Glen Keane

Glen Keane

Glen Keane, born April 13, 1954, is an American animator, author and illustrator. Keane is best known for his character animation at Walt Disney Animation Studios for feature films including The Little Mermaid, Aladdin, Beauty and the Beast, Tarzan, and Tangled. Keane received the 1992 Annie Award for character animation, the 2007 Winsor McCay Award for lifetime contribution to the field of animation and in 2013 was named a Disney Legend. Keane was born in Philadelphia, Pennsylvania, the son of cartoonist Bil Keane, creator of the The Family Circus, and Australian-born Thelma "Thel" Carne Keane. He was raised in Paradise Valley, Arizona. Keane's interest in art developed as a child by observing his father's work as a cartoonist. 

After graduating from high school at Brophy College Preparatory,Glen applied to the California Institute of the Arts-School of Art, opting out of accepting a football scholarship from another college. In a lucky twist of fate, his application was accidentally sent to the Program in Experimental Animation (then called Film Graphics), where he was mentored under the now-renowned animation teacher Jules Engel.

Keane left CalArts in 1974 and joined Disney the same year. His debut work, which was created over a 3-year period, was featured in The Rescuers, for which he was an animator for the characters of Bernard and Penny, alongside the famed Ollie Johnston. In 1975, during the production of his debut film, Keane married Linda Hesselroth, and they are the parents of design artist Claire Keane, and computer graphics artist Max Keane.

After "The Rescuers" was completed, Keane went on to animate Elliott the Dragon in Pete's Dragon. Keane also animated the climactic bear showdown in The Fox and the Hound. In 1982, after being inspired by the groundbreaking film Tron, Keane collaborated with fellow animator John Lasseter (Toy Story, Toy Story 2) on a 30-second test scene of Maurice Sendak's Where the Wild Things Are, which was optioned for them by Disney executive Tom Wilhite. The test integrated traditional character animation and computer-generated backgrounds, and, like Tron, was a cooperation with MAGI. It was also Disney's first experimentation with digital inked and painted characters. But, the project turned out to be too expensive, and the studio was unwilling to invest further in the planned featurette. The test for Where the Wild Things Are was revolutionary for its time, and a predecessor to the famous ballroom scene in Beauty and the Beast.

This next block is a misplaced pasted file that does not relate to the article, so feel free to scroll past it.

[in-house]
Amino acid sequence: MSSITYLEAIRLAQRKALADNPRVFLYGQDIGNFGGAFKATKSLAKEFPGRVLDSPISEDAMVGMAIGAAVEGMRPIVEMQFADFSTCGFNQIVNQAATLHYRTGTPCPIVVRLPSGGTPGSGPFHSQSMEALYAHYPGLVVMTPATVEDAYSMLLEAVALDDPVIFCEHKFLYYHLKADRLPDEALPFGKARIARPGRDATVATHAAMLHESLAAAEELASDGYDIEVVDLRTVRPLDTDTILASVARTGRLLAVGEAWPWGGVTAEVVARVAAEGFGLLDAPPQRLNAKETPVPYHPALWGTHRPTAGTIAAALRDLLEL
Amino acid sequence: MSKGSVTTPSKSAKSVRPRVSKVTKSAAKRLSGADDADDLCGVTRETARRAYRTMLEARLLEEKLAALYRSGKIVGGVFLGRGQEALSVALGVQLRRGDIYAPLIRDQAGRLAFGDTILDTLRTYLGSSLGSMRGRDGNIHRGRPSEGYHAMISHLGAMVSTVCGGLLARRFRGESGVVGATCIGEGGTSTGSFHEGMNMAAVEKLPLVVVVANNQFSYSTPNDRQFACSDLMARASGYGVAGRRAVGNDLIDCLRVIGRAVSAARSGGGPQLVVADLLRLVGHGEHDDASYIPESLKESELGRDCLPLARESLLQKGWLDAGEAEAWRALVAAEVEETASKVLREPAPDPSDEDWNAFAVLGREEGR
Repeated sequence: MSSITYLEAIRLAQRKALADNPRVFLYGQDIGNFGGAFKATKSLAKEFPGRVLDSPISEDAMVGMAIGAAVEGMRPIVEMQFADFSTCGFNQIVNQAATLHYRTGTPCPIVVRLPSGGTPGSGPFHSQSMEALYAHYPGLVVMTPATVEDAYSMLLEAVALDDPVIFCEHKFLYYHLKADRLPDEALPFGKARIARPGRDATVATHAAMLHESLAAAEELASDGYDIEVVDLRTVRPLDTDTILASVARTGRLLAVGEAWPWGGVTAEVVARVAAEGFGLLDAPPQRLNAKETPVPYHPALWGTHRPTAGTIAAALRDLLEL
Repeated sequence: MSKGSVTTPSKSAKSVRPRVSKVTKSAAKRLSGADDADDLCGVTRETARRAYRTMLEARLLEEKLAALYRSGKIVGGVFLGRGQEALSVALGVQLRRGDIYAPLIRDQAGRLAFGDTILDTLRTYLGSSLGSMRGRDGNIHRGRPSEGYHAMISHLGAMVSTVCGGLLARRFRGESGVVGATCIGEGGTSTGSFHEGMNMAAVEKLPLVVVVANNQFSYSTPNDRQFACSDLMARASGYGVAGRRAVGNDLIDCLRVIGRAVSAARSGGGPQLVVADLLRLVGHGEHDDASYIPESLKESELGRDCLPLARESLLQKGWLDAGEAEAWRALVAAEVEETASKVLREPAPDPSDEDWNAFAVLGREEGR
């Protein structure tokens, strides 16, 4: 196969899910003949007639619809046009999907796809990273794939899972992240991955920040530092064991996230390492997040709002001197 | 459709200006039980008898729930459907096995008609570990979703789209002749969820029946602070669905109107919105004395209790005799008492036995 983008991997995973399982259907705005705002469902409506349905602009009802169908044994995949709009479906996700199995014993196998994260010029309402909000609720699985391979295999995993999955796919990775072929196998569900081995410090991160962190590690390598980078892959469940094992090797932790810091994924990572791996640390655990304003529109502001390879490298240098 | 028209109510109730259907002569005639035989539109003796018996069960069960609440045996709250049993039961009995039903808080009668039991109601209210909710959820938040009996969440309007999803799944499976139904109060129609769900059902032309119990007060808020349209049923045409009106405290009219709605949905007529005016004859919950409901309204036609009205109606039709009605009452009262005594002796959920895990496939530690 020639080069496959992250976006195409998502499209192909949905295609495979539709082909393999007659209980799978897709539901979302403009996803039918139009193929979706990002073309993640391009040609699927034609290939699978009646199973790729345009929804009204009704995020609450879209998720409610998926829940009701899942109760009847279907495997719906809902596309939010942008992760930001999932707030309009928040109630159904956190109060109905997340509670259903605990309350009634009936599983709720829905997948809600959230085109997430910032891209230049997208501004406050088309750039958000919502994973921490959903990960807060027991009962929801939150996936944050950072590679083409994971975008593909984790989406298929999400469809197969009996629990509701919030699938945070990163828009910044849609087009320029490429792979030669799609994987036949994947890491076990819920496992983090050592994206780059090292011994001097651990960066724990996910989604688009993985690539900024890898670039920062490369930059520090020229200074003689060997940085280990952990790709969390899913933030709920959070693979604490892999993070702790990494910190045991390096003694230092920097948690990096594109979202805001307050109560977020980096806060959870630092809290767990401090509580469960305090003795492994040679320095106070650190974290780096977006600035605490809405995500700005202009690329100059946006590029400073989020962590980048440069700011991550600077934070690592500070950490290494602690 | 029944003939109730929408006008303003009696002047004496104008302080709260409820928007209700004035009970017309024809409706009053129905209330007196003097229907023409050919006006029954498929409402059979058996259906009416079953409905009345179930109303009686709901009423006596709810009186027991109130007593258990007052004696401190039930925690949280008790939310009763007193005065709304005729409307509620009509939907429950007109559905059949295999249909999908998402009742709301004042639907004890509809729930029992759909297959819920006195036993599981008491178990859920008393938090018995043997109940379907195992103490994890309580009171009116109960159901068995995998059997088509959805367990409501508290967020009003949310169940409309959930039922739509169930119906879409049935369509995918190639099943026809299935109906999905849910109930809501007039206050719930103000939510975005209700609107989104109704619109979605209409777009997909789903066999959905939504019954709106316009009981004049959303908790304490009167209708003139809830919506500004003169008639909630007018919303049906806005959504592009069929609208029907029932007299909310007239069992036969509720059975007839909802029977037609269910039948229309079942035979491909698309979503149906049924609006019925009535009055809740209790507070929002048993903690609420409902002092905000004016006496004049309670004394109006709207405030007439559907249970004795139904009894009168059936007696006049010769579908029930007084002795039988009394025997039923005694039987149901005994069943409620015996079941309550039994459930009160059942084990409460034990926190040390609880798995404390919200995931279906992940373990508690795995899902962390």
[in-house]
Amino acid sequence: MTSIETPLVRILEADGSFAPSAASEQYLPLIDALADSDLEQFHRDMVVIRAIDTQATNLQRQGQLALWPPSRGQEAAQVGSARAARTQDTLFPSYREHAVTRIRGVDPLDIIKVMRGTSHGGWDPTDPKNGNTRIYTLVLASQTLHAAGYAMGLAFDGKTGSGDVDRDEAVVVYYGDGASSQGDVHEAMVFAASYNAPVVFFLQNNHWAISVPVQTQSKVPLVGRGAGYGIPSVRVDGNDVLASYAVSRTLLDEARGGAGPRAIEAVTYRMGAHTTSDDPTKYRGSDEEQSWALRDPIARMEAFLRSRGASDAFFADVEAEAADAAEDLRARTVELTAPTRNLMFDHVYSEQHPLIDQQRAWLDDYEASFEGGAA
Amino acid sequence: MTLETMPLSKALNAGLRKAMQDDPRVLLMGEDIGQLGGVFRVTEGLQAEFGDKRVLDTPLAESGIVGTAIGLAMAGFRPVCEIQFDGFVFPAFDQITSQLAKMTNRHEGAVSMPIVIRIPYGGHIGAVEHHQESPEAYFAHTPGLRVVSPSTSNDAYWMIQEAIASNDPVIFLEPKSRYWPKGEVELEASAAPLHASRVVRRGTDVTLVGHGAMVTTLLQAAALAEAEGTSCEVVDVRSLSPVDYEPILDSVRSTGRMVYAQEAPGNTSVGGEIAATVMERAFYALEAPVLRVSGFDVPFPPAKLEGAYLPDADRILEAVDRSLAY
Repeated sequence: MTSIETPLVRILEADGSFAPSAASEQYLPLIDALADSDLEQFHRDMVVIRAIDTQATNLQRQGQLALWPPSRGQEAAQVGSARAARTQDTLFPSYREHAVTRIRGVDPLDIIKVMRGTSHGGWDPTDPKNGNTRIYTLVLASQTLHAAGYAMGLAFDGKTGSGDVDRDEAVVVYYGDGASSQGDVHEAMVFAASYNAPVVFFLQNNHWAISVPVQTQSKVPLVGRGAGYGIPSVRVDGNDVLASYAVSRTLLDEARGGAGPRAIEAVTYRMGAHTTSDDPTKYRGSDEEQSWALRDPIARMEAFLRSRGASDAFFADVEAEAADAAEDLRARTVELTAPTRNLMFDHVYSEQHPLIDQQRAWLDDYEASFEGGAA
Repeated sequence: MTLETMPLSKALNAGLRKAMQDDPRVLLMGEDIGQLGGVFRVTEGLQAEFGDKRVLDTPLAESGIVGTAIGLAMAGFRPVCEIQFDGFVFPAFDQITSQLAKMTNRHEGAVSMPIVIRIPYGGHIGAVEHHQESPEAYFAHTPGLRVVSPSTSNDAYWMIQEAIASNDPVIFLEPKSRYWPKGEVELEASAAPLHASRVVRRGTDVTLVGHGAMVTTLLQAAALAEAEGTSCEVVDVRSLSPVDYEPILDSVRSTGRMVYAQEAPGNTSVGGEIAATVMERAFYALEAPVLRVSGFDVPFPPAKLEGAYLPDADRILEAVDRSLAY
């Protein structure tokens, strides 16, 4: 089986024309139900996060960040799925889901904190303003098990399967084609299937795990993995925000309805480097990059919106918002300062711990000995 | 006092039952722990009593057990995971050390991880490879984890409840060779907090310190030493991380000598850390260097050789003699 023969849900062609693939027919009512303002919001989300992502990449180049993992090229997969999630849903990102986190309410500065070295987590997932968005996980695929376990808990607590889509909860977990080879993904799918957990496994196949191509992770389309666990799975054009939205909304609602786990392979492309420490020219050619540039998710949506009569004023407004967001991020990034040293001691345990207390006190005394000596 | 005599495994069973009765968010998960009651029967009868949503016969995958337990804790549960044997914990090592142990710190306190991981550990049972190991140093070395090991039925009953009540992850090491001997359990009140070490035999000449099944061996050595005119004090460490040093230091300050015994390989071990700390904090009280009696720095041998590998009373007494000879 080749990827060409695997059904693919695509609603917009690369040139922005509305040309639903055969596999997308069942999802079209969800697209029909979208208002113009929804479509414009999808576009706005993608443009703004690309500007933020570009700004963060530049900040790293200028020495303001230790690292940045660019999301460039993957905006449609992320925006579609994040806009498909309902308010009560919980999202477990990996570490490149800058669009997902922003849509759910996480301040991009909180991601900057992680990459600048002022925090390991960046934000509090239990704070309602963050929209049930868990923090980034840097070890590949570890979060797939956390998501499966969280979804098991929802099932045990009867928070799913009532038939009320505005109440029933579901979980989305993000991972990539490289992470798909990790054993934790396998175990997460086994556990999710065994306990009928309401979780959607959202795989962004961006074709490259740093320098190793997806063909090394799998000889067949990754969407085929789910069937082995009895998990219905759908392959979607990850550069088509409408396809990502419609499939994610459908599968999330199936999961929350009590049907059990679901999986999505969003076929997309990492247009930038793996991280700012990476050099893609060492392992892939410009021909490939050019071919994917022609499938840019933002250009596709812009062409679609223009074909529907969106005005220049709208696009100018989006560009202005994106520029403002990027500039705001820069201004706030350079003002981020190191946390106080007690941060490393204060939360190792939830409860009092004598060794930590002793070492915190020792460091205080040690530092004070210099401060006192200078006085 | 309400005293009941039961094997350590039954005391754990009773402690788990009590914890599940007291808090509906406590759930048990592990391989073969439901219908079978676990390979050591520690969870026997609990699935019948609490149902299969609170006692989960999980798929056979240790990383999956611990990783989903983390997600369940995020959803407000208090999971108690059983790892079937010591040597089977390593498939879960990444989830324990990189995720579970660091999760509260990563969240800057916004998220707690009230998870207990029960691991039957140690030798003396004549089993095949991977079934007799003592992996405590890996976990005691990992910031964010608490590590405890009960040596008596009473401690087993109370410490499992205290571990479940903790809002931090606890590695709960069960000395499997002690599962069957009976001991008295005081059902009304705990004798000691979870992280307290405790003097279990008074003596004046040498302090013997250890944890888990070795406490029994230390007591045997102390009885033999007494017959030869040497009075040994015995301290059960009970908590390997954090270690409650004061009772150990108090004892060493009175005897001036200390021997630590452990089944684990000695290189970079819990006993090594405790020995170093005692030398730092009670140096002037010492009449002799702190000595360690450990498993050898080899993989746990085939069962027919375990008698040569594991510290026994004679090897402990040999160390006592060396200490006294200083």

In 1983, Keane left Disney as a contracted employee and worked as a freelance artist. During this time, he worked on the character of Professor Ratigan in Disney's The Great Mouse Detective. He also did some work on The Chipmunk Adventure where he did the sequences of "Boys and Girls of Rock N' Roll" and "Getting Lucky". He returned to Disney to work on the characters of Fagin, Sykes and Georgette for Oliver & Company. Keane rose to lead character animator, becoming one of the group of young animators who were trained by and succeeded "Disney's Nine Old Men". Keane animated some of Disney's most memorable characters in what has been referred to as the "New "Golden Age" of Disney Animation. Keane designed and animated the character of Ariel in the 1989 film The Little Mermaid. Then the eagle Marahute in The Rescuers Down Under. Subsequently, Keane worked as the supervising animator on the title characters for three Disney hit features: Aladdin, Beauty and the Beast and Pocahontas.

While living with his family in Paris, France for three years, Keane completed work on Disney's 1999 Tarzan for which he drew the eponymous character. Keane then returned to Disney's Burbank studio as the lead animator for John Silver in Treasure Planet. In 2003, Keane began work as the director of Disney's CGI animated film, Tangled (based on the Brothers Grimm story Rapunzel), which released in November 2010. In Tangled, Glen and his team hoped to bring the unique style and warmth of traditional animation to computer animation. In October 2008, due to some "non-life threatening health issues", Keane stepped back as director of Tangled, but remained the film's executive producer and an animating director.

On March 23, 2012, having worked approximately 37 years at Disney, Glen Keane left Walt Disney Animation Studios. Keane said in a let­ter sent to his co-workers, “I owe so much to those great ani­ma­tors who men­tored me – Eric Larson, Frank Thomas and Ollie Johnston – as well as to the many other won­der­ful peo­ple at Dis­ney whom I have been for­tu­nate to work with in the past nearly 38 years. I am con­vinced that ani­ma­tion really is the ulti­mate form of our time with end­less new ter­ri­to­ries to explore. I can’t resist its siren call to step out and dis­cover them.”

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